Getting Away with Murder (Most of the Time): Civil War Era Homicide Cases in Boone County, Missouri

By Bowman, Frank O.,, III | Missouri Law Review, Spring 2012 | Go to article overview

Getting Away with Murder (Most of the Time): Civil War Era Homicide Cases in Boone County, Missouri


Bowman, Frank O.,, III, Missouri Law Review


C. Race and Murder After the Civil War

When the War ended in the late spring of 1865, Missouri faced an unsettled future. Almost uniquely among the states of the reunited country, it could neither acclaim with one voice the return of its victorious Union sons, nor close ranks to console the defeated soldiers of a failed rebellion. Virtually every community in Missouri was home to both winners and losers and their families and sympathizers, and, particularly in central Missouri, to a large population of newly emancipated black freedmen, some of whom had fought for the Union. This potentially incendiary mixture presented innumerable difficulties which would take decades to reach equilibrium, and some of which resonate to the present day. But perhaps the most vexing and uncertain question in the War's immediate aftermath was the status of black people, newly free, but excluded by emancipation from their former place in their communities' economic and social arrangements. Certainly Missouri's freedmen hoped for a genuinely new dispensation in which they would enjoy, not only freedom in law, but something approaching equal political status and social opportunity.

It did not happen. Indeed, precisely because Missouri, though remaining loyal to the old flag, had been a slave state, Missouri's black population never enjoyed even the brief flare of political and social influence experienced by their brethren in the reconstructed Confederacy. (274) For some years after the War, those whites who had been partisans of the Confederate cause were disenfranchised in Missouri, which gave a more liberal cast to its politics. (275) Nonetheless, particularly in Boone County, even the unflinching Unionists like Switzler, Rollins, and Guitar were often former slaveholders who acquiesced grudgingly to the inevitability of emancipation, but never abandoned their views about the essential inequality of white and black or their embrace of the racial hierarchy that had made slavery acceptable. Whatever hopes for a genuinely new social order Boone County's black population may have harbored in 1865, they were rapidly disabused, as two murder cases of the period graphically demonstrate.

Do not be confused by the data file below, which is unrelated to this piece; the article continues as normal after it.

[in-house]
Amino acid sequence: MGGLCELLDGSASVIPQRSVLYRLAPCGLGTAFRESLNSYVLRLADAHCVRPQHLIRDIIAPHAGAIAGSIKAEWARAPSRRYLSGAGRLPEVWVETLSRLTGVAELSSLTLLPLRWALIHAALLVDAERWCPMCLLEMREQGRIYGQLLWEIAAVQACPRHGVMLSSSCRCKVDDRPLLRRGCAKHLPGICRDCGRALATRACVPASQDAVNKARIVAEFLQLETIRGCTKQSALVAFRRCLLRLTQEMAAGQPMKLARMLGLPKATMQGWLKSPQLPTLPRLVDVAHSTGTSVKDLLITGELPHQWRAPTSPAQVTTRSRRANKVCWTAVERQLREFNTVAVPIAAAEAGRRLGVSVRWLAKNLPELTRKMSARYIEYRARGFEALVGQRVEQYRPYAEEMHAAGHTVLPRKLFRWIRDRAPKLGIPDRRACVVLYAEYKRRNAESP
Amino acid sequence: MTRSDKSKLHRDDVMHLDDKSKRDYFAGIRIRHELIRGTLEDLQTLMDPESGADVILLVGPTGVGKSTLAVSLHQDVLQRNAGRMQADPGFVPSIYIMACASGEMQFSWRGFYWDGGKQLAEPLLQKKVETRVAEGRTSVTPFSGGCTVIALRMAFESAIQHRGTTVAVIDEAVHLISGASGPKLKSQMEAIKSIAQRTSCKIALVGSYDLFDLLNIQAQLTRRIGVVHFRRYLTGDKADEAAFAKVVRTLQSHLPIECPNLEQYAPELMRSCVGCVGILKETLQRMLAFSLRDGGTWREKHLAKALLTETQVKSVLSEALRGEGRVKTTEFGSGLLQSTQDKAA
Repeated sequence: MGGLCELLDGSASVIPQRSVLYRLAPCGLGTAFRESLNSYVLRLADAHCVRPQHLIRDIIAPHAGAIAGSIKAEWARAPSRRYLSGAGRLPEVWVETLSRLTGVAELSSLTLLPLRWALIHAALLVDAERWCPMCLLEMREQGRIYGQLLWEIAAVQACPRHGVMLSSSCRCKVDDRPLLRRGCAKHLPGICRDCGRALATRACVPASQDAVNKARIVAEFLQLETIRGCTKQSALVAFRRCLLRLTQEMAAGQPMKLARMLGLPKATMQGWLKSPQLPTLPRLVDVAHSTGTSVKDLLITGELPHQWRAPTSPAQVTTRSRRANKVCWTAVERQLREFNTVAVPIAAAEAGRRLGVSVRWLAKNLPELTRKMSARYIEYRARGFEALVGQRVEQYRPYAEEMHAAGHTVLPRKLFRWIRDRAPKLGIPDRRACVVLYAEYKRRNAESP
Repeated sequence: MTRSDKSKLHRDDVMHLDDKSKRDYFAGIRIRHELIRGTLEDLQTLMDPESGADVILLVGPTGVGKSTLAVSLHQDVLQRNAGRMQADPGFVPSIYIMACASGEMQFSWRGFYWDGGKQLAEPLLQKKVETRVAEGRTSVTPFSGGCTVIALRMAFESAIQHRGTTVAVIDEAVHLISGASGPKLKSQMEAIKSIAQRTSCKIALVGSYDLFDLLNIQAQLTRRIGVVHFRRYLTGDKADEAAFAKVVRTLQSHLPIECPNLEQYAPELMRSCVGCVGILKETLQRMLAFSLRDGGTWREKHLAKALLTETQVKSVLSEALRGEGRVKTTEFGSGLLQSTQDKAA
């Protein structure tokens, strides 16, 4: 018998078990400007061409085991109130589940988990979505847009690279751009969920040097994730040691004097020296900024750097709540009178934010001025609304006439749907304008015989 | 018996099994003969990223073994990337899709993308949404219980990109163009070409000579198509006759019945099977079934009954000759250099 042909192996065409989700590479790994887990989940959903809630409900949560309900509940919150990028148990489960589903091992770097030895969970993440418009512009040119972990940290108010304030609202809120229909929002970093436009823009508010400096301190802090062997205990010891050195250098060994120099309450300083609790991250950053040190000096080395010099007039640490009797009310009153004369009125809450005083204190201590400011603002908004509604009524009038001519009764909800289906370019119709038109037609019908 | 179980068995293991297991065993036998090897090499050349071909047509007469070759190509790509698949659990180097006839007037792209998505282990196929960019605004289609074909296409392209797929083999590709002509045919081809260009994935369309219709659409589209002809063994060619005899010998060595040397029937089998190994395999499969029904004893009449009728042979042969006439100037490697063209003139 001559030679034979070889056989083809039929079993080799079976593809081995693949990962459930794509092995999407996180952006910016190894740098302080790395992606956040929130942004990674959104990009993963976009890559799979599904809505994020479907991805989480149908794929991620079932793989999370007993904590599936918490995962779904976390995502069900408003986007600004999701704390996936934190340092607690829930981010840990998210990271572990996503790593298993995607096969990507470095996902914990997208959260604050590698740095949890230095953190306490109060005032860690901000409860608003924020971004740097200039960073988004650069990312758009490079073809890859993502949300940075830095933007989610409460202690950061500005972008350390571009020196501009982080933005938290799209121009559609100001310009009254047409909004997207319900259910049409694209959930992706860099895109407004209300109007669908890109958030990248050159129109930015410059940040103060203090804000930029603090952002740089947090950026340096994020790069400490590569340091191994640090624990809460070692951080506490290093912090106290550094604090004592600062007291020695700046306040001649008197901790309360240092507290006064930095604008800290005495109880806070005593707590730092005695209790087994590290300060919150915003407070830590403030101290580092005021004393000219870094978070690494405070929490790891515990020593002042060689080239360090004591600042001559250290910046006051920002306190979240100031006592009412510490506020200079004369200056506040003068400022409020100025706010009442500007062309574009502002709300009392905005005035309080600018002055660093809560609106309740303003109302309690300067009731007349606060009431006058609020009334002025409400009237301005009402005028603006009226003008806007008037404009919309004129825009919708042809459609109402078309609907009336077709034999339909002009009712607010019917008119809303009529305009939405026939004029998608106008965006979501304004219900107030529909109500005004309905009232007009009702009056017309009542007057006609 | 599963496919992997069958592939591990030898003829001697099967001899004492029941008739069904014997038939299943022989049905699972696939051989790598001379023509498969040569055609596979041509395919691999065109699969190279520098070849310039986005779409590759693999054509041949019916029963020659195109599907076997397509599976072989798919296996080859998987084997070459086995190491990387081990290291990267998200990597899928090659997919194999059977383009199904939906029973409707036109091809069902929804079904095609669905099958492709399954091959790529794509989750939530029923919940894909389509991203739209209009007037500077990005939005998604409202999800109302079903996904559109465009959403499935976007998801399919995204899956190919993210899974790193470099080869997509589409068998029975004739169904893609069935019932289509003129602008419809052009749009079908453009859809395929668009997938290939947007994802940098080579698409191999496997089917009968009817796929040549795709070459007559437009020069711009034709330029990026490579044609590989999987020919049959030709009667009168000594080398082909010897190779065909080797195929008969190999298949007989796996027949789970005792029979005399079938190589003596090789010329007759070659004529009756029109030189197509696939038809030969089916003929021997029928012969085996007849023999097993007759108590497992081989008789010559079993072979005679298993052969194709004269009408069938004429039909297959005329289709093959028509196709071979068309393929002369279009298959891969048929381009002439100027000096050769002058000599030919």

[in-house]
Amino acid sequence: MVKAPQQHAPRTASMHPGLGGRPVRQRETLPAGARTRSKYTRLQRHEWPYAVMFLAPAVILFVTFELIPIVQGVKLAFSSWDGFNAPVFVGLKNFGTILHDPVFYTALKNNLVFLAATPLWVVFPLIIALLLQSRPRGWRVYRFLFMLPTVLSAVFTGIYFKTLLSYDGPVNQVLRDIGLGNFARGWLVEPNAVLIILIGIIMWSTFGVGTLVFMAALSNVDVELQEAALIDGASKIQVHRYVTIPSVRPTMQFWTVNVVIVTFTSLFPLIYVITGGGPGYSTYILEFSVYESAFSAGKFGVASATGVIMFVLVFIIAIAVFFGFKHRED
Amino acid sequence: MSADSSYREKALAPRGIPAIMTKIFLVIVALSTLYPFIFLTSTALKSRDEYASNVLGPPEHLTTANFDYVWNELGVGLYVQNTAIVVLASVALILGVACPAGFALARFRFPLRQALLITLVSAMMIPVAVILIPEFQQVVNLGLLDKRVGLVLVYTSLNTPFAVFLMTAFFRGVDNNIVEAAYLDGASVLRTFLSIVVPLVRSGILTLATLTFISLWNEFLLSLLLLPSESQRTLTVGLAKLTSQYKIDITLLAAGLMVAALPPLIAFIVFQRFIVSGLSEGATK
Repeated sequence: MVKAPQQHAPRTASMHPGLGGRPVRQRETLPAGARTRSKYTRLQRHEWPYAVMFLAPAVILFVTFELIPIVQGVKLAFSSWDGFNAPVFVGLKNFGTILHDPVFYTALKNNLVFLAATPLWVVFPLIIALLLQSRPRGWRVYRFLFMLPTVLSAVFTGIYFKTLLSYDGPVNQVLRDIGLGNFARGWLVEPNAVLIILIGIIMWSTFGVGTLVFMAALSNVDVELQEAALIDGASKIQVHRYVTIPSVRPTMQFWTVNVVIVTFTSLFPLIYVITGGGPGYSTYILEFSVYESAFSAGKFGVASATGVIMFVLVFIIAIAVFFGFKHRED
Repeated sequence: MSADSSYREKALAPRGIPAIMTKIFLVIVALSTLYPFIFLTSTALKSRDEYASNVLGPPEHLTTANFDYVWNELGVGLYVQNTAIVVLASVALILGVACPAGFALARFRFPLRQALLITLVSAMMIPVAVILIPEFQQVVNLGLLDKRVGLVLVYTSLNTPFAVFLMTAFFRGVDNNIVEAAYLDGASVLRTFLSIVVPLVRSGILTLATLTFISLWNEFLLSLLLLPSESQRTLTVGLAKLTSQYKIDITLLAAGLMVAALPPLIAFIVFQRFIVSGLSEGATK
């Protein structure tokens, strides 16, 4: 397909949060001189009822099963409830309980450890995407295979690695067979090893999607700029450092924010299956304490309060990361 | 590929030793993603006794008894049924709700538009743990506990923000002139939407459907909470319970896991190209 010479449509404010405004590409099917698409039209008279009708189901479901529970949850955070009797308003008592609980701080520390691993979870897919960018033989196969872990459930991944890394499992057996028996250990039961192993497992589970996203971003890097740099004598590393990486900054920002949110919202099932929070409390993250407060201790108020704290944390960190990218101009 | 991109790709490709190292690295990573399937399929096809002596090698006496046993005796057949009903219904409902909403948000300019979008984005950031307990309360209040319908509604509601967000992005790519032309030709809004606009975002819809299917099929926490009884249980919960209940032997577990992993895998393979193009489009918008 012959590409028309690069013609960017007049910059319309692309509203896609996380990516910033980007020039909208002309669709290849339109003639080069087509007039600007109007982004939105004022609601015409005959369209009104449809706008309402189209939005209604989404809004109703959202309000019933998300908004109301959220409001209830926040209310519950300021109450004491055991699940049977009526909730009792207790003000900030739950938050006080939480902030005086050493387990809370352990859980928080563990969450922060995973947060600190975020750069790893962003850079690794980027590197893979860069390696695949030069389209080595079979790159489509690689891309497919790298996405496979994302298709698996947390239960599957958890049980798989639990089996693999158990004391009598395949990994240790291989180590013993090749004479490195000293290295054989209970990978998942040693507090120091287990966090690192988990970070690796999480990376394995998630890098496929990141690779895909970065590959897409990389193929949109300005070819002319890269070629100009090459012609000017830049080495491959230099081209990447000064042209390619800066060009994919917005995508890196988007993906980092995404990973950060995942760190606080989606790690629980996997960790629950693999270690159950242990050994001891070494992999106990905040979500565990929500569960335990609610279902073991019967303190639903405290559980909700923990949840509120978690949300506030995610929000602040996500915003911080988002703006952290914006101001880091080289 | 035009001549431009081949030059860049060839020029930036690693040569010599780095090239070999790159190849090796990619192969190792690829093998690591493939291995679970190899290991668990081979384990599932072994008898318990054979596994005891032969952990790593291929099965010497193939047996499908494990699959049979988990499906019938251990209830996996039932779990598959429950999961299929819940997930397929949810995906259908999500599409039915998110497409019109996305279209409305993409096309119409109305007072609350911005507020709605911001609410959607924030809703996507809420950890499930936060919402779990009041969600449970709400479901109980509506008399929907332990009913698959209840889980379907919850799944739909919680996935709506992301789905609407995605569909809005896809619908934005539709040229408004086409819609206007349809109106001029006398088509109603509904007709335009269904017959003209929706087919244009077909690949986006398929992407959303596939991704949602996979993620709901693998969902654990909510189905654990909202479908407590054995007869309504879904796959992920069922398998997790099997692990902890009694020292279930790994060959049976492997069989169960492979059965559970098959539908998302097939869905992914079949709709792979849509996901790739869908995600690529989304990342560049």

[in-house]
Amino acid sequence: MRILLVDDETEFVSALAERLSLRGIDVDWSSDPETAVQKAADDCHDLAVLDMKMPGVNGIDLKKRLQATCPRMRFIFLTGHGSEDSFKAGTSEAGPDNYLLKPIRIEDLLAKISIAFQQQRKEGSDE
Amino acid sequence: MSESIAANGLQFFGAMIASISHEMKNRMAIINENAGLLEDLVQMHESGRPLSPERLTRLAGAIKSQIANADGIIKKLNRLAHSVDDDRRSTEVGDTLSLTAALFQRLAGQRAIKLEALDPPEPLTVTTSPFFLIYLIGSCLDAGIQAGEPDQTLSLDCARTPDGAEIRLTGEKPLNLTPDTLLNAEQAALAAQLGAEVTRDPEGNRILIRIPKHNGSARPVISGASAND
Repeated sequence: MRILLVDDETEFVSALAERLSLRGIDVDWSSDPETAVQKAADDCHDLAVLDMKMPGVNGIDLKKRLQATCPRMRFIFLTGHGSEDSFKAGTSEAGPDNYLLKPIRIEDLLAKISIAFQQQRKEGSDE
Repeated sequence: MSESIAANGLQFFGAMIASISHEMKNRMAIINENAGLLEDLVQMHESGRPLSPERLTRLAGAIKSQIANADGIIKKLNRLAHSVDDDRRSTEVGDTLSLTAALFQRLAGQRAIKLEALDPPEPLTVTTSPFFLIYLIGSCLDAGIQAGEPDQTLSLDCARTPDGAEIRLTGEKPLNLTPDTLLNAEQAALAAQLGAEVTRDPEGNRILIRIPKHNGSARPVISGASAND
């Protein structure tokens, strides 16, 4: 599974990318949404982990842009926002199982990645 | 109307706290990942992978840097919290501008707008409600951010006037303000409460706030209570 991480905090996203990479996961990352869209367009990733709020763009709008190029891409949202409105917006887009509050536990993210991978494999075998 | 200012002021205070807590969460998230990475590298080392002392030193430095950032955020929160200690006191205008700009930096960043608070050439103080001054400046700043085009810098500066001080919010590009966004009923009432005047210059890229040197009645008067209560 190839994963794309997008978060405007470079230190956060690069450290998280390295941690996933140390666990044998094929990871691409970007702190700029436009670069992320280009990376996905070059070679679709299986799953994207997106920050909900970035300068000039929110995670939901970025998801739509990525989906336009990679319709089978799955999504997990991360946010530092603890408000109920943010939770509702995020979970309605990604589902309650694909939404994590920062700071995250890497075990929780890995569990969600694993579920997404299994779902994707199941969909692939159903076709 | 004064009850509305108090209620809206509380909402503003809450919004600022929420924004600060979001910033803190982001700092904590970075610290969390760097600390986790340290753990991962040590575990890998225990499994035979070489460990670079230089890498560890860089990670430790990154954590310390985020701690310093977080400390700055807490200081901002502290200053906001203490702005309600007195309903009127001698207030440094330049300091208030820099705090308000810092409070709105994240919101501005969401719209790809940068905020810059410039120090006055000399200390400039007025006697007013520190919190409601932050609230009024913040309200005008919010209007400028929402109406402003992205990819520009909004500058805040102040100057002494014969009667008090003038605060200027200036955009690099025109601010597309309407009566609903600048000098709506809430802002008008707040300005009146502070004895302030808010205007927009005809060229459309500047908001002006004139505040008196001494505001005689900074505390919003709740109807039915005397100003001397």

On Christmas Day in 1865, a white man named John Payne was drunk in downtown Columbia. Harrison Gentry, a friend of Payne's and a deputy marshal for Columbia, (276) wanted to get Payne home before he drank any more. Wishing to avoid intervening officially, which would have required arresting and fining Payne, Gentry enlisted the aid of William Coleman (277) and Robert P. Reid and asked them to persuade Payne to go home. (278) Reid located Payne in the company of a black man named West Young, but Payne would not agree to go home and walked away with Young. Coleman followed, apparently remonstrated with Payne, and returned with him, Young following. Young stepped up from the street onto the pavement where Reid was waiting and said that Payne should not go home. Reid "shoved him off and told him to go off about his business." (279) Young stepped back up on the pavement. According to Reid, Coleman told Young to stand back several times, but Young said, "By God, I have as good a right to my say as any man." (280) Reid testified that Young "rushed up close" to Coleman, (281) but Verge Russell, the lone black witness, said Young was merely leaning against a tree. (282) Whatever the case, Coleman pulled a knife and stabbed Young just above his collarbone. Although the wound did not initially appear serious (Young himself walked over and reported his own stabbing to deputy marshal Gentry), it apparently cut something vital in the chest cavity and Young died on New Year's Day 1866. (283)

Deputy Marshal Gentry arrested Coleman immediately after the assault and seized the bloody knife from his pocket. Coleman denied trying to "hurt" Young but diluted the force of this disclaimer by saying, first, that "if he had it [to] do over again he would not be so easy with the negro or would stick him deeper" and, second, that "if West or any other nigger bucked up against him he would stick him deeper. …

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